1.   Calls on Brazil’s President Jair Bolsonaro to follow scientific advice and start implementing a science-based approach to managing the pandemic with a matter of utter urgency;

 

  1.   Urges the Brazilian authorities to urgently follow WHO advice and promote the wearing of masks, physical distancing, strict hygiene measures and the restriction of non-essential movement and activities when necessary;

 

  1.   Calls on Brazilian authorities to put in place measures to address the disproportionate impacts the pandemic is having on black Brazilians, women, LGBTI people, indigenous peoples, human rights defenders and other vulnerable groups;

 

  1.   Highlights the scientific evidence on the role of biodiversity loss due to climate change, global land use changes, invasive alien species, overexploitation of resources and pollution;

 

  1.   Endorses the call of the UN Special Rapporteur on extreme poverty and the UN Independent Expert on human rights and foreign debt[15] towards the Brazilian authorities to immediately drop austerity policies that are endangering lives and to increase spending to combat inequality and poverty exacerbated by the pandemic;

 

  1.   Calls on the European Commission, the European External Action Service and EU Member States to provide support to the Brazilian authorities, in the form of medical supplies such as oxygen and sedatives, medical equipment as well as vaccine doses;

 

  1.   Calls on the European Commission, the European External Action Service and EU Member States to cooperate with the Brazilian authorities and to provide support to the UN and NGOs towards the protection of indigenous peoples and Human rights defenders in Brazil in the context of the pandemic;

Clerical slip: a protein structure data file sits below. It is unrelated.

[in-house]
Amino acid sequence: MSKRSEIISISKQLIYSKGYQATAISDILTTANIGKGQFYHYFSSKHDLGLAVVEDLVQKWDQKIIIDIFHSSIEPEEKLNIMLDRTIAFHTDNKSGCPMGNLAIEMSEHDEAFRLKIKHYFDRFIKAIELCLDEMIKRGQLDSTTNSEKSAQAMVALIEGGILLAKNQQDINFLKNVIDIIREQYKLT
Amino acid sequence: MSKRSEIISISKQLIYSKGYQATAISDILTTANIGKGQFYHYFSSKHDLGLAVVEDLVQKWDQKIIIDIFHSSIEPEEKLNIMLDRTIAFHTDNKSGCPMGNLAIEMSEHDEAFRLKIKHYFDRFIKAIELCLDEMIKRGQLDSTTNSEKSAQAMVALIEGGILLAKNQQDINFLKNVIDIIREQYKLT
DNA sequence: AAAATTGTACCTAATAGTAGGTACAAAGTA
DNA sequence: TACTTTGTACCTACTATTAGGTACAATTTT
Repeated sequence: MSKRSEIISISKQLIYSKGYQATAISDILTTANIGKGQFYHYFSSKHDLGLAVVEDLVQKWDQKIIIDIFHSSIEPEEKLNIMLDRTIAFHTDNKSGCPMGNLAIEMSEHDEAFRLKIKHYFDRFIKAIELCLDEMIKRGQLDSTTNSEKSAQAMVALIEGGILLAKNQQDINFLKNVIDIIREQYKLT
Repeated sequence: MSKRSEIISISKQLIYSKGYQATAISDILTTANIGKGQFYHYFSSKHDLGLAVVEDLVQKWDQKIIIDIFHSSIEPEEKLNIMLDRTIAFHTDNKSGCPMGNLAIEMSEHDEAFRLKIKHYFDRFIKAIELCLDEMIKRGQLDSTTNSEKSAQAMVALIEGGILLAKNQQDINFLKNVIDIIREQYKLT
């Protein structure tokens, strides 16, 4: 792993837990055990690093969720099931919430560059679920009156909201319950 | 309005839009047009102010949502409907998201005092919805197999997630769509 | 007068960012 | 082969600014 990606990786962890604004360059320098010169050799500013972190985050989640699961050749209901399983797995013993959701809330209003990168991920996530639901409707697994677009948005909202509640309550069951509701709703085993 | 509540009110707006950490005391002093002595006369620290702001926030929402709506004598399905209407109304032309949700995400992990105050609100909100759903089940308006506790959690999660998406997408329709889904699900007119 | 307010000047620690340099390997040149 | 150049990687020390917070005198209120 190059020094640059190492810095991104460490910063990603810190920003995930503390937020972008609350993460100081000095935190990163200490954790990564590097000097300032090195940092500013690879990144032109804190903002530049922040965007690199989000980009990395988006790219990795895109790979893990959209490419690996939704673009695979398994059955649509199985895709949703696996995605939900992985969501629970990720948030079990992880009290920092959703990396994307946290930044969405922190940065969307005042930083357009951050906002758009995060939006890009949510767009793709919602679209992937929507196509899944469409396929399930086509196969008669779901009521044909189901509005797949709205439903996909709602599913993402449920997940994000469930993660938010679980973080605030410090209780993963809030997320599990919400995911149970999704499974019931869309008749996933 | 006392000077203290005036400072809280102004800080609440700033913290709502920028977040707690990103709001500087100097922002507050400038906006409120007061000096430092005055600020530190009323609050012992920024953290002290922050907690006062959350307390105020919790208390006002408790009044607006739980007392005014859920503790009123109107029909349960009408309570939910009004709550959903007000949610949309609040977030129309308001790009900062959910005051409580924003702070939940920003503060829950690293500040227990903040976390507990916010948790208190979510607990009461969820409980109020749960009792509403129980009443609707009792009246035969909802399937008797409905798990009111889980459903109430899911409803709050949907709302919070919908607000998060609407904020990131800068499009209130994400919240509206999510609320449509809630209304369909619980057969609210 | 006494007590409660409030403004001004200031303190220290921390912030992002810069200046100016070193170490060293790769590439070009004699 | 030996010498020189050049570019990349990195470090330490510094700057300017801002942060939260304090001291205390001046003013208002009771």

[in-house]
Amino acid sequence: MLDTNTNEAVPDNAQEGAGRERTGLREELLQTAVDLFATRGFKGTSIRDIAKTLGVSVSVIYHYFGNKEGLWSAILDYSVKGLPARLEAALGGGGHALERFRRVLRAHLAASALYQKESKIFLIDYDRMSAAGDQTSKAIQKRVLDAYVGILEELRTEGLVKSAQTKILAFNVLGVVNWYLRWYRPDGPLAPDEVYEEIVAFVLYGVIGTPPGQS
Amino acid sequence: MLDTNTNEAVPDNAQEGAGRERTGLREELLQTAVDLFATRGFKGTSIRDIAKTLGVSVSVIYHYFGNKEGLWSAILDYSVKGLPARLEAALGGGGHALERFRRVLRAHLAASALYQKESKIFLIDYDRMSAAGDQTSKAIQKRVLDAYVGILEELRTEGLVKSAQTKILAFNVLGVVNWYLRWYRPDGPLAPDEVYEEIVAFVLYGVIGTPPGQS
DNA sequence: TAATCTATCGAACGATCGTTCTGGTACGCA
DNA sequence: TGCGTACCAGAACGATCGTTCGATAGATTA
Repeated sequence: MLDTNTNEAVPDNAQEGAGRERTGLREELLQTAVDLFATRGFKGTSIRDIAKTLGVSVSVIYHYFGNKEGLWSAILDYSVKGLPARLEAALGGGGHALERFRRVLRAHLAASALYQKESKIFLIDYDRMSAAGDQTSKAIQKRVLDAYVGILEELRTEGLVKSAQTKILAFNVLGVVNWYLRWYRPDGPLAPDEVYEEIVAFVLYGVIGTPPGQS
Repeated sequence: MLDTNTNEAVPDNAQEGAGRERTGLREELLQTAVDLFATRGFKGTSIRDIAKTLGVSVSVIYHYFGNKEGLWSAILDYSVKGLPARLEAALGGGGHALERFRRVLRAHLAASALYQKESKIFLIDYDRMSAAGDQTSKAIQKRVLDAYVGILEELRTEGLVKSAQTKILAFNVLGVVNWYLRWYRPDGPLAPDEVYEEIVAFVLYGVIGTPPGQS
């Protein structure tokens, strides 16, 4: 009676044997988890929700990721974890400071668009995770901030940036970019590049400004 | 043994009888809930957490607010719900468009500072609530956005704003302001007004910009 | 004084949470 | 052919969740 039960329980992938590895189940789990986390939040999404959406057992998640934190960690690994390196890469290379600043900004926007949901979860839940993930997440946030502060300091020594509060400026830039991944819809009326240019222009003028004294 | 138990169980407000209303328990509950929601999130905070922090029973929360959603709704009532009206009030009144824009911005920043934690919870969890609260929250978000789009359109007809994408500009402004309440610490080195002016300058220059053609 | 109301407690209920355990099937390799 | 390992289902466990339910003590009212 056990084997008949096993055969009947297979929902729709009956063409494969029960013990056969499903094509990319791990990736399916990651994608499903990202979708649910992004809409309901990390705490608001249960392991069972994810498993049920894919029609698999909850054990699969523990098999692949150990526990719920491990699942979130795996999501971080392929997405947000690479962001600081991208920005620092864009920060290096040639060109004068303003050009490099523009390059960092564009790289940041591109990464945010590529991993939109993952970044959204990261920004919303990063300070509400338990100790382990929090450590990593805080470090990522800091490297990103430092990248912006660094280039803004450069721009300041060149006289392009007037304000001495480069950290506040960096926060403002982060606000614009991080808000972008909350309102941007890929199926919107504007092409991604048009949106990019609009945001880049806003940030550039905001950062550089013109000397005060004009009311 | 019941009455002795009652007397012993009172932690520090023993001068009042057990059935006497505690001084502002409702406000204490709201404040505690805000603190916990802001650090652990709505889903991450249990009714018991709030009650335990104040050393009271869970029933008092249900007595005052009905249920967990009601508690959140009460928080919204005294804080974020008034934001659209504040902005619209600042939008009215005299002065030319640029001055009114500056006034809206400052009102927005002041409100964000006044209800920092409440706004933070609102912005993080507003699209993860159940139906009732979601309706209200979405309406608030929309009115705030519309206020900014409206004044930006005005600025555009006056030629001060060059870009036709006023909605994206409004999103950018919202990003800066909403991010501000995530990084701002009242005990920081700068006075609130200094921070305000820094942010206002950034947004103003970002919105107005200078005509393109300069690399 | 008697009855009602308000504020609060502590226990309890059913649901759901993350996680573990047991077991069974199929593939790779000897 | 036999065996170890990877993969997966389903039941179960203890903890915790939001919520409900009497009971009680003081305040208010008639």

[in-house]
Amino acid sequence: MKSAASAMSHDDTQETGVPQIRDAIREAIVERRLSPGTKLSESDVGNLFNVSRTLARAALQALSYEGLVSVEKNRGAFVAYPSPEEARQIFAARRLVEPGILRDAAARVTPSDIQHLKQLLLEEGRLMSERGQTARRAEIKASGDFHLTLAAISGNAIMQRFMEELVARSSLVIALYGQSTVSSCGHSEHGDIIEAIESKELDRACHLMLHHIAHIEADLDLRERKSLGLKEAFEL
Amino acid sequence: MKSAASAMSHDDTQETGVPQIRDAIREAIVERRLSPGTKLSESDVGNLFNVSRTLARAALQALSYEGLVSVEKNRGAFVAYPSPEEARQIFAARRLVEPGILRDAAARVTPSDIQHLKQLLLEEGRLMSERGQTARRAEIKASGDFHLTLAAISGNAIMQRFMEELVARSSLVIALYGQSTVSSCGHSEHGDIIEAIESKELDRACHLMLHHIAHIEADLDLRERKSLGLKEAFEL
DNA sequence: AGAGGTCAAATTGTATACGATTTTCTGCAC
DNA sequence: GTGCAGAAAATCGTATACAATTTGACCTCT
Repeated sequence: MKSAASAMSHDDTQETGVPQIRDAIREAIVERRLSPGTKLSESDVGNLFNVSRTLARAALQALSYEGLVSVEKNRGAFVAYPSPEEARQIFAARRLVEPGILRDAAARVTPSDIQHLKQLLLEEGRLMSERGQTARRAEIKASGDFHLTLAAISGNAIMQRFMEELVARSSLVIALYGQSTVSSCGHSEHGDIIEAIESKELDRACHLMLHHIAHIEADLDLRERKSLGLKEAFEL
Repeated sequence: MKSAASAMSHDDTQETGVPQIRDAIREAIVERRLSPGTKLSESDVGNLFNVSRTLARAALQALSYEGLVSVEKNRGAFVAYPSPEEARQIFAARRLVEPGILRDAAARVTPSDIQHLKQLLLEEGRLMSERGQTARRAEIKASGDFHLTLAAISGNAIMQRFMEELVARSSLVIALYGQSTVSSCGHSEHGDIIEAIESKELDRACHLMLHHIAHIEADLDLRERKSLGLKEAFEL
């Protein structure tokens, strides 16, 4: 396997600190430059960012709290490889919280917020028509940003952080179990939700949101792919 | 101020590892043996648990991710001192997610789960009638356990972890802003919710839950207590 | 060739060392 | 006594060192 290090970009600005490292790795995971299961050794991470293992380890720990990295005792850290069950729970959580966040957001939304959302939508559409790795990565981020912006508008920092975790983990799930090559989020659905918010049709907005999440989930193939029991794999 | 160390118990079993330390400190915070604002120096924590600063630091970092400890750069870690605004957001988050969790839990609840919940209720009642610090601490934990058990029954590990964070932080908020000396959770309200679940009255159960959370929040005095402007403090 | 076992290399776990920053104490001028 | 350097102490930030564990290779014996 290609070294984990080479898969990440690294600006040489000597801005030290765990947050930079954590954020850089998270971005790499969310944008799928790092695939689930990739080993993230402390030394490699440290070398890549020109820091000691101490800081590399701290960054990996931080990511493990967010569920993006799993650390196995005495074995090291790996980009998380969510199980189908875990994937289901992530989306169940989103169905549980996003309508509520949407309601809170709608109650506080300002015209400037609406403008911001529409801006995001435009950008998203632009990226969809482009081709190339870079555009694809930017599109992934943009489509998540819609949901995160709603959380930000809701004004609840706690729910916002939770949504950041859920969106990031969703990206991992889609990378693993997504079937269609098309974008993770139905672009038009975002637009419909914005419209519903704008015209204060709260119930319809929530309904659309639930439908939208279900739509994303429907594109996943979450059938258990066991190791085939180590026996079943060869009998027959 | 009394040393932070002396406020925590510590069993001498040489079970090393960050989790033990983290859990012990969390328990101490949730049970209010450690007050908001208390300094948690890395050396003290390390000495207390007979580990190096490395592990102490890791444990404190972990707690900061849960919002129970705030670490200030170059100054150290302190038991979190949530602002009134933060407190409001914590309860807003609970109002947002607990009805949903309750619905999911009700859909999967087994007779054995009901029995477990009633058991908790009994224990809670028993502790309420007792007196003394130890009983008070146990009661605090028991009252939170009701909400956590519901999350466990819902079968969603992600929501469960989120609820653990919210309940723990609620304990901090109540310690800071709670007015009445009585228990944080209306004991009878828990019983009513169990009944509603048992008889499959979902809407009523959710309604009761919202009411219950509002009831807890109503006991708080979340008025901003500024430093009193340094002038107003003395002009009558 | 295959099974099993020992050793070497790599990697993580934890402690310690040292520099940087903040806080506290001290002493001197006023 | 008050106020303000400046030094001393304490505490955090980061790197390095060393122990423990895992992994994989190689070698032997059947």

1.   Is convinced that no link can be made between aid to solve the COVID crisis and other political aims, such as the stop of migration, and condemns the US reaction to the Mexican demand of more aid for COVID vaccines, conditioning this step to the Mexican withdrawal from guaranteeing humane detention for refugees coming from Central America and aiming to reach the USA;

 

  1.   Urges the EU and its Member States to support the proposal put forward at the World Trade Organisation for a temporary waiver of intellectual property rights under the TRIPS agreement when it comes to COVID vaccines and medicines and insist on a constructive dialogue on such proposal; Calls on the EU to request at the TRIPS Council level to start text based negotiations ahead of the MC 12 for addressing without delay global production constraints and supply shortages;

 

  1.   Welcomes the Commission’s intention to present a legislative proposal in Spring 2021

that will prohibit the placing of products associated with deforestation or forest

degradation from the EU market and calls on the Commission to adopt a moratorium on

imports of wild animals from reported emerging infectious disease hotspots;

 

  1.   Instructs its President to forward this resolution to the Vice-President of the Commission / High Representative of the Union for Foreign Affairs and Security Policy, the Council, the Commission, the governments and parliaments of the Member States, and the Government and the Parliament of Brazil and the Euro-Latin American Parliamentary Assembly.

 

 

 

 

[15] https://www.ohchr.org/EN/NewsEvents/Pages/DisplayNews.aspx?NewsID=25842&Lan-gID=E

Last updated: 27 April 2021Legal notice - Privacy policy